Tesla launched a pilot project in the Netherlands this week in which non-Tesla electric vehicles will be allowed to use its Supercharger network, representing the first time that the automaker is opening up its proprietary charging stations to EVs from other companies.
Tesla’s Supercharger network is often held up as the best possible example of an EV charging network: fast, reliable, and plentiful. But Tesla’s network is also exclusive to Tesla owners, meaning someone driving a Volkswagen or Ford EV wouldn’t be able to use it. But that’s now starting to change.
Tesla CEO Elon Musk has, for years, talked about opening up his company’s vast Supercharger network to other electric vehicles. And over this past summer, he started revealing key details about how it would actually work. Now the company is ready to start the process by announcing its first pilot project.
Initially, only 10 Supercharger stations in the Netherlands will be available to non-Tesla EVs. Vehicle owners will need to download the most recent version of Tesla’s smartphone app (version 4.2.3 or higher) in order to access the stations. After downloading the app, customers will be prompted to select “Charge Your Non-Tesla” in order to find the closest participating Supercharger site.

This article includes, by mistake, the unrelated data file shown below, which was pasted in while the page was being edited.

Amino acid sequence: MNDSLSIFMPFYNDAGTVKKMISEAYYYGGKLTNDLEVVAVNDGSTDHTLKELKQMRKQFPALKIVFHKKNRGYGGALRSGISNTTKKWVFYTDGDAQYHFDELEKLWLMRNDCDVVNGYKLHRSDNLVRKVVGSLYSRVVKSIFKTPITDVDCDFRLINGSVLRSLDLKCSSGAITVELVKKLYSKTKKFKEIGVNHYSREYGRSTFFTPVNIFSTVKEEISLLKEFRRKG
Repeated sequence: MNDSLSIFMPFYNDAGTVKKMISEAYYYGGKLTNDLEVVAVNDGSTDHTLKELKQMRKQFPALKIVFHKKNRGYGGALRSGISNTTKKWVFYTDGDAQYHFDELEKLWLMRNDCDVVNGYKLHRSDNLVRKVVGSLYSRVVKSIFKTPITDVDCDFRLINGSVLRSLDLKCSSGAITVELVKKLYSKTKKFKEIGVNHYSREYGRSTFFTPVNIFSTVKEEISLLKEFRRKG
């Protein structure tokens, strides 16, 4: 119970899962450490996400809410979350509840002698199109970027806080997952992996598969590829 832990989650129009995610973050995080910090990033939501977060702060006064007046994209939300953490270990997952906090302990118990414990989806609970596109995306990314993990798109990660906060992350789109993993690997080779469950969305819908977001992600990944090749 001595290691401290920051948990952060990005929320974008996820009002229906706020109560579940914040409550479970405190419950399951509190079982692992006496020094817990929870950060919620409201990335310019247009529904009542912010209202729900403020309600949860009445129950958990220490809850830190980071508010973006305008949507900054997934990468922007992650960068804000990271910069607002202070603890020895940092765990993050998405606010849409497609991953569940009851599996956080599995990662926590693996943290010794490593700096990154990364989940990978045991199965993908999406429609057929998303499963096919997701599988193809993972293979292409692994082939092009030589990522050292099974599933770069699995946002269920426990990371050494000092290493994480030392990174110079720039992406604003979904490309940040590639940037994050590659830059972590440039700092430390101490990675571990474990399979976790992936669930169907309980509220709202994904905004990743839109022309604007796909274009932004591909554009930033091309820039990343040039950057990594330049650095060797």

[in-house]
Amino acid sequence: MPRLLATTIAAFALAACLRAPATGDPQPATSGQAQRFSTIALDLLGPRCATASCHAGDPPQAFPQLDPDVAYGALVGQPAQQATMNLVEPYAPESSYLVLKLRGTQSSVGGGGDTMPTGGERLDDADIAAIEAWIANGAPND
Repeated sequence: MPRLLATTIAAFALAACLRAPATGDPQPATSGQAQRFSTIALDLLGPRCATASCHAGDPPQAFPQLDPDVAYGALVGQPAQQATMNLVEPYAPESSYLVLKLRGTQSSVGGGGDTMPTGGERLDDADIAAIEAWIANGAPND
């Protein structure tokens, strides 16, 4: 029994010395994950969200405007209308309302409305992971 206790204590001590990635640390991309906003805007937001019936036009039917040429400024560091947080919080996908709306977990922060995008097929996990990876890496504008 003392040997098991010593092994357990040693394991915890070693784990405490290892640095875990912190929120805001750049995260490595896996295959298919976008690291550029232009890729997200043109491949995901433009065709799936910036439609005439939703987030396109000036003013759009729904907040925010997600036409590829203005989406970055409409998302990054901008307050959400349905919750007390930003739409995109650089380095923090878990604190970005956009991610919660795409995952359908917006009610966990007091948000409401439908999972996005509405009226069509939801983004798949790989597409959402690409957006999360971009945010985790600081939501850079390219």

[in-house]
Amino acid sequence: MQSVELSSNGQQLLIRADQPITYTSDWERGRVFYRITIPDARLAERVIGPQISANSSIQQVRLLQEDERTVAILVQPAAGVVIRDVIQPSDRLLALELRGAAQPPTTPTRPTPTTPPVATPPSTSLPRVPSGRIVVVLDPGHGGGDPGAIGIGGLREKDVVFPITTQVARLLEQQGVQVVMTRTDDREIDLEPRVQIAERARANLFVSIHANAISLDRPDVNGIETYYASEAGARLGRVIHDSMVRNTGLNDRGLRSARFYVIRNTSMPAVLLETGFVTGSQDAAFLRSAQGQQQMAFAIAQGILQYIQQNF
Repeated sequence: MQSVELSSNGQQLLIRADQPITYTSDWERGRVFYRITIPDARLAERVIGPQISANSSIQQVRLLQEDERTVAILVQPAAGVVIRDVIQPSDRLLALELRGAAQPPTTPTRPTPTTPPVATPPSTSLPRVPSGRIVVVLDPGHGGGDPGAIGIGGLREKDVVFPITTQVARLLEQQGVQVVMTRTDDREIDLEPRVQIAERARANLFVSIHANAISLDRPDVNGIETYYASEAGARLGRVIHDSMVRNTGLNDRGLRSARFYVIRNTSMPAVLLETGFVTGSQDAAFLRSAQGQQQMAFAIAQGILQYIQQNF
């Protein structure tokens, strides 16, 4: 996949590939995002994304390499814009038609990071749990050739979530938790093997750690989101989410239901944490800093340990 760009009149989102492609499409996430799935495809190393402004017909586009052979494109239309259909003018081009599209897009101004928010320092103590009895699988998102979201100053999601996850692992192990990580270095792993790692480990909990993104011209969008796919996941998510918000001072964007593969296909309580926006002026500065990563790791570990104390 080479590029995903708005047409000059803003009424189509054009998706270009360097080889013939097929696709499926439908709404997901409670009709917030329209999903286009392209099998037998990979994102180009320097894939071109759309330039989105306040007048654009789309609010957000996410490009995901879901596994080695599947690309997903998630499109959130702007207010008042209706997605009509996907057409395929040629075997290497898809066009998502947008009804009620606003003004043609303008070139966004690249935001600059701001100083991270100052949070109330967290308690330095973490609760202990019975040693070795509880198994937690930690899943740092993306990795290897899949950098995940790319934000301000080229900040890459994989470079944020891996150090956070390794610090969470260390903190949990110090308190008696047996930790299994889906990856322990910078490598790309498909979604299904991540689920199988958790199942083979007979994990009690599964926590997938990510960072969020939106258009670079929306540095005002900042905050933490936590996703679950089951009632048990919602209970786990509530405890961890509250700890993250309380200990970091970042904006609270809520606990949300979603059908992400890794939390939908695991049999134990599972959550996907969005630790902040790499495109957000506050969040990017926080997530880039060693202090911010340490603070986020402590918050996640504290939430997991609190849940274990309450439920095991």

Tesla owners can still use the stations just as normal. “We will be closely monitoring each site for congestion and listening to customers about their experiences,” the company said in a blog post.
The selection of the Netherlands as the pilot project’s starting location isn’t surprising. Tesla CEO Elon Musk previously indicated the experiment would likely start in Europe, where standardized charging cable connectors are mandatory. Other European countries will likely follow before the company opens up its Superchargers in the US. (Tesla has already committed to opening up the network in Norway.)
Tesla uses a proprietary connector in North America, so non-Tesla vehicles here will need an adapter in order to access the company’s Superchargers, of which there are over 6,400 plugs in the US, according to the Department of Energy.
“It’s always been our ambition to open the Supercharger network to Non-Tesla EVs and, by doing so, encourage more drivers to go electric,” the company said. “This move directly supports our mission to accelerate the world’s transition to sustainable energy.”
There’s still a lot of pieces that need to fall into place before Superchargers across the globe become available to non-Tesla owners, especially with regard to how much other automakers are willing to spend on adapters for their customers. But the pilot in the Netherlands is an indication that the ball is finally rolling on a key piece in Musk’s stated plans to spur a revolution in EV adoption.
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